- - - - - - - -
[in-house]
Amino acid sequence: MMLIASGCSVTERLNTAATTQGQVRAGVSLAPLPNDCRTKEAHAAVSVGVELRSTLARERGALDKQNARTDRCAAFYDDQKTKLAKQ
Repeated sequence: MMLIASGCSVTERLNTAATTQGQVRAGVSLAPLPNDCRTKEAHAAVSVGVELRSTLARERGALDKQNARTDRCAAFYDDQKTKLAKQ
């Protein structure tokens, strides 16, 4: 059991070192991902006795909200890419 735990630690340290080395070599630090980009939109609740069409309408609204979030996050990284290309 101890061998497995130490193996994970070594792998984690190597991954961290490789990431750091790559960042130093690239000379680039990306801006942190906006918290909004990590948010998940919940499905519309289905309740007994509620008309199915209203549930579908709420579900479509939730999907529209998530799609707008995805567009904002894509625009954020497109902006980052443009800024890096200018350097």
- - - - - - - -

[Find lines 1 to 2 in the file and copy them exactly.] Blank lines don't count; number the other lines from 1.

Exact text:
[in-house]
Amino acid sequence: MMLIASGCSVTERLNTAATTQGQVRAGVSLAPLPNDCRTKEAHAAVSVGVELRSTLARERGALDKQNARTDRCAAFYDDQKTKLAKQ